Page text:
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Umberto Eco does not understand the cultural boycott

Everywhere you look the boycott debate is in the news. Last week, acclaimed British writer Ian McEwan captured headlines for refusing Palestinian calls to boycott the 2011 Jerusalem Book Festival. Instead, McEwan accepted this year’s award with a sharp speech denouncing Israeli behavior towards the Palestinians and visited the weekly Shiekh Jarrah demonstration. Today, the Italian writing legend Umberto Eco caused more BDS controversy with statements denouncing the cultural boycott call as a ‘form of racism.’

Eco told reporters today at the Jerusalem Book Festival that, “I consider it absolutely crazy and fundamentally racist to identify a scholar, a private citizen, with the politics of his government.” Eco’s strong comments reflect the depth of ignorance that is populating the BDS debate. According to Palestinian Campaign for the Academic and Cultural boycott of Israel (PACBI):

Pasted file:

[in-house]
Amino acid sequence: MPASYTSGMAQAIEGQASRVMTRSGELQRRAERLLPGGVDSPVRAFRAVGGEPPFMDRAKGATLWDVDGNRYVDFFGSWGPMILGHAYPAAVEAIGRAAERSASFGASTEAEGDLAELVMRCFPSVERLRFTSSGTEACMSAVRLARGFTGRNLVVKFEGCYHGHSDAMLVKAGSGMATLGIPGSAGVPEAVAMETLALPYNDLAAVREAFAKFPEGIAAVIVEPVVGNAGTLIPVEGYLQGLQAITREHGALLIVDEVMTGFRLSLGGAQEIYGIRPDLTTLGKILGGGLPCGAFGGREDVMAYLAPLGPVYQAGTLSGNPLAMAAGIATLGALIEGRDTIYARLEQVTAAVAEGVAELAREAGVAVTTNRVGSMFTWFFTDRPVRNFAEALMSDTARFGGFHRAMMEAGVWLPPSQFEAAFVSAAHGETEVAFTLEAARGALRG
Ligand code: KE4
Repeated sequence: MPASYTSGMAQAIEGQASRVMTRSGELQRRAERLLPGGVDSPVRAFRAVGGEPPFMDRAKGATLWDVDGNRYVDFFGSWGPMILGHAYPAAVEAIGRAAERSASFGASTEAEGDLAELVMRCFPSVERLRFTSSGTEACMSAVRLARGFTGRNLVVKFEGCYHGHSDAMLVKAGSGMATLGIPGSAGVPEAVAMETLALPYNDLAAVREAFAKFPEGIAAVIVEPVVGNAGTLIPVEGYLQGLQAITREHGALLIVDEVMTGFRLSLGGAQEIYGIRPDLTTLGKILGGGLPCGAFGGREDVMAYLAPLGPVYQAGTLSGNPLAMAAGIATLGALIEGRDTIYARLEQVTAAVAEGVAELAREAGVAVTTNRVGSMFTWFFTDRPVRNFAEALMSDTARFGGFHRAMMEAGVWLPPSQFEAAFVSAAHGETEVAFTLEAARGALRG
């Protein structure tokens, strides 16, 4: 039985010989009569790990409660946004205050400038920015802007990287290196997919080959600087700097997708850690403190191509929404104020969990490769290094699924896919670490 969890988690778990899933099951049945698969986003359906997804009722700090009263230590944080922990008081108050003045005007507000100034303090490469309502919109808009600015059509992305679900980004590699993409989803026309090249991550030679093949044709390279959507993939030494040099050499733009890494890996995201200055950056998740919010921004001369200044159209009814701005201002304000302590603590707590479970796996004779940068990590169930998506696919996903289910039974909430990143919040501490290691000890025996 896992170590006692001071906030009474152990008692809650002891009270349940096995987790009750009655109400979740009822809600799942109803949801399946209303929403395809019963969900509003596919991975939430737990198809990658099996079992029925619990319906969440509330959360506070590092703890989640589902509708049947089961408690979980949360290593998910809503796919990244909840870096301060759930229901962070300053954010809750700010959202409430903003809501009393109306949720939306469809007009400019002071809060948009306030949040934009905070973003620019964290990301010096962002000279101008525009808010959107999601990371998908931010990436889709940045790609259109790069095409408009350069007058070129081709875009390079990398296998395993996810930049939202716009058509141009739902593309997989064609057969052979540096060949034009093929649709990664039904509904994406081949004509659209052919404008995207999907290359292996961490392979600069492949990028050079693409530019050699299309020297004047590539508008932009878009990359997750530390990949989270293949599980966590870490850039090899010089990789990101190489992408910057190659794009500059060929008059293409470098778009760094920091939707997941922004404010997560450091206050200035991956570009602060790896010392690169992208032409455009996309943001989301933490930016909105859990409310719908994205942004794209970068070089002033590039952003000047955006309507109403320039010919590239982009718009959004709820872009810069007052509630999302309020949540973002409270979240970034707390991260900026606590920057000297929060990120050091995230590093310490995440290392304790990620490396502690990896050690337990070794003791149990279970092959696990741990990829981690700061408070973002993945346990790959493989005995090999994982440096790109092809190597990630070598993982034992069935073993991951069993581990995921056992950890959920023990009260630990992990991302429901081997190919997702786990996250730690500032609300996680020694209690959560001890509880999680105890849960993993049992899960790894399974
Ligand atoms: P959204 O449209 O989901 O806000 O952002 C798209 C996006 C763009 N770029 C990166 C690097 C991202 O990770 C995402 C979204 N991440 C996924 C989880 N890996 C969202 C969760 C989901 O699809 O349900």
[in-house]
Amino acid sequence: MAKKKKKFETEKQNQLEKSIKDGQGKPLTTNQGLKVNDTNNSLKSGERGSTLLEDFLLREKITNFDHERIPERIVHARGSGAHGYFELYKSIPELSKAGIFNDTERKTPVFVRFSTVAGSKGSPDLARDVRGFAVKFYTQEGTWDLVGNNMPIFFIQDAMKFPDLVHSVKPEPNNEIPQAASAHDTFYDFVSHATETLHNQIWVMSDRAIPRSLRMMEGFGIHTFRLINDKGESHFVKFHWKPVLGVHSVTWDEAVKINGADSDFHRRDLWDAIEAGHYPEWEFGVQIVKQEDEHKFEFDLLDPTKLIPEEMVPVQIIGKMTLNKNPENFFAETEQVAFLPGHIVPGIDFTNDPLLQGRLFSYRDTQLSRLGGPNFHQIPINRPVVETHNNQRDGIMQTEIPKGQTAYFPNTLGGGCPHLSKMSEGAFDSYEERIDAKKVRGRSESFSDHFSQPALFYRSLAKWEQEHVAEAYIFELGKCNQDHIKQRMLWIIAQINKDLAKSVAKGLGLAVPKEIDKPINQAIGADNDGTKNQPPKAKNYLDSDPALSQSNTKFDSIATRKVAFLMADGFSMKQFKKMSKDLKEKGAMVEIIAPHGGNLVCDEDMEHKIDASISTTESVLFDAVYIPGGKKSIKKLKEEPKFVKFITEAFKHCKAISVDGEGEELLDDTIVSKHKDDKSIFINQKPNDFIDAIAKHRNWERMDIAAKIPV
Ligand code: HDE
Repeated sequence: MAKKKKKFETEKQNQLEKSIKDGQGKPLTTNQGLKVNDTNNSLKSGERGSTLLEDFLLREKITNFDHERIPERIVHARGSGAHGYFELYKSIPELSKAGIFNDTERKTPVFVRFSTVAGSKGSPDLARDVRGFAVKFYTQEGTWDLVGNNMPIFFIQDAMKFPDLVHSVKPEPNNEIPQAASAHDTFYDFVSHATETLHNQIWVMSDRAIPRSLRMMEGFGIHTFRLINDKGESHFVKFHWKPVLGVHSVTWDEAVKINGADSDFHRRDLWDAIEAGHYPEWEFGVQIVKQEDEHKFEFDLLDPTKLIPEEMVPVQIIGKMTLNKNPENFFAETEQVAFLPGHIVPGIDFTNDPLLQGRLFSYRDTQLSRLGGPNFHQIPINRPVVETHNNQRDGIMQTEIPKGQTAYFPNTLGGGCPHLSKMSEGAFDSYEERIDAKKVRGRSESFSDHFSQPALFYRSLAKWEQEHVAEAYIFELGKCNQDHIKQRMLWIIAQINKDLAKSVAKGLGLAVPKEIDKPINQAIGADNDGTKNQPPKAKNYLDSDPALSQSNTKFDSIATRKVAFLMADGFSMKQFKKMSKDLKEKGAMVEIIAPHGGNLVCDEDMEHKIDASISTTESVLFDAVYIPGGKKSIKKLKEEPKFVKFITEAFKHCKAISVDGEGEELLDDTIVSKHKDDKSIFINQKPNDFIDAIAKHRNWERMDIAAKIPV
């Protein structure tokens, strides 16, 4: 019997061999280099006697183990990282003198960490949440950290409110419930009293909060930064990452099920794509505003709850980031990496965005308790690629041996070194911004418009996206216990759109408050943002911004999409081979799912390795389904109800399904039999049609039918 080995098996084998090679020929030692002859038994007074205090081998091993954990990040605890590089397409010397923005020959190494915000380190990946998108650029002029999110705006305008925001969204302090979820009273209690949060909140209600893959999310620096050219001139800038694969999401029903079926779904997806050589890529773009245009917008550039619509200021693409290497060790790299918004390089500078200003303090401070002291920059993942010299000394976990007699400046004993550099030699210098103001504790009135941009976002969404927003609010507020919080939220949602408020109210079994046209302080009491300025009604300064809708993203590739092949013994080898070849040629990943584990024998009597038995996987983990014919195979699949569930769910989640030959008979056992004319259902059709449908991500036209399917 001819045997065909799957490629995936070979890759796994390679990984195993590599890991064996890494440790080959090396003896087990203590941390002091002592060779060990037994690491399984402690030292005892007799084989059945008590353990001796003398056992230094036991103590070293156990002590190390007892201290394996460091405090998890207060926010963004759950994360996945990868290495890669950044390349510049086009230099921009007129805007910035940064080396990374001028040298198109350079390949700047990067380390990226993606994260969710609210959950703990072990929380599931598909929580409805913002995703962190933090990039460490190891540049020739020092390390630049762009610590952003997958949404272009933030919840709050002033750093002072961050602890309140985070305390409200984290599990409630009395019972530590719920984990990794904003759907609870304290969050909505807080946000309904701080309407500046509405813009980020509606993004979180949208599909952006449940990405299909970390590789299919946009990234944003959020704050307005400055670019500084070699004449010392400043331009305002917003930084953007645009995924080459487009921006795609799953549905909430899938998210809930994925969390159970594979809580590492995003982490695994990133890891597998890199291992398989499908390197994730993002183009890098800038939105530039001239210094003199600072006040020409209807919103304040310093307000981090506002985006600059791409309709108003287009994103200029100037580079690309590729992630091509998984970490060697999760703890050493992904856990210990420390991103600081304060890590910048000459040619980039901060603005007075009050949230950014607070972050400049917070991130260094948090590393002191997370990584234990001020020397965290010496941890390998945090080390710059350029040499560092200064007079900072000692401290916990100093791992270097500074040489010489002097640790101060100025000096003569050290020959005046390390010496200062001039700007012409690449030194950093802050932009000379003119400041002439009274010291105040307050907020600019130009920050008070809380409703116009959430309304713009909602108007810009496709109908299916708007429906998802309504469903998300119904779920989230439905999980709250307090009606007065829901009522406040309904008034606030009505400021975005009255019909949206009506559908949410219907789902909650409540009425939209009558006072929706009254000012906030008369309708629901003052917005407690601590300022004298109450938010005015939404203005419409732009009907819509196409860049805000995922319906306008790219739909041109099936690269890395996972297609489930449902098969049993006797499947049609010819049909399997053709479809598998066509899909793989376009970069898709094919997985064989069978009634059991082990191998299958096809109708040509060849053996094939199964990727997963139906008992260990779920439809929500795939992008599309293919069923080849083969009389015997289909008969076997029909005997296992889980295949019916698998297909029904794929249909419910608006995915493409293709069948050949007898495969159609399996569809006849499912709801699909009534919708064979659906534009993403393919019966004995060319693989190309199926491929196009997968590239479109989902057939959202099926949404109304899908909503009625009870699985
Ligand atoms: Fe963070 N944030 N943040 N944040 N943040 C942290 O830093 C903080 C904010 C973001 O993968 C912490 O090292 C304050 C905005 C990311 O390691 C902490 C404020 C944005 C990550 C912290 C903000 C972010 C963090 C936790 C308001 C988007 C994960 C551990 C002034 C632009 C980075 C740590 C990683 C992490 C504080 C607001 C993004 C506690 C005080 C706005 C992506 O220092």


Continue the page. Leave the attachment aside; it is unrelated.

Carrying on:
We, Palestinian academics and intellectuals, call upon our colleagues in the international community to comprehensively and consistently boycott all Israeli academic and cultural institutions as a contribution to the struggle to end Israel’s occupation, colonization and system of apartheid, by applying the following: Refrain from participation in any form of academic and cultural cooperation, collaboration or joint projects with Israeli institutions; Advocate a comprehensive boycott of Israeli institutions at the national and international levels, including suspension of all forms of funding and subsidies to these institutions; Promote divestment and disinvestment from Israel by international academic institutions;  Work toward the condemnation of Israeli policies by pressing for resolutions to be adopted by academic, professional and cultural associations and organizations; Support Palestinian academic and cultural institutions directly without requiring them to partner with Israeli counterparts as an explicit or implicit condition for such support.

Notice that nothing is mentioned about individual Israeli academics in these points. The boycott is designed to target Israeli institutions that benefit from, assist and entrench the occupation. Individual Israelis and Jews are not included in this call. PACBI recently released a statement saying that, “our campaign has consistently targeted Israel and its complicit institutions, not individuals.”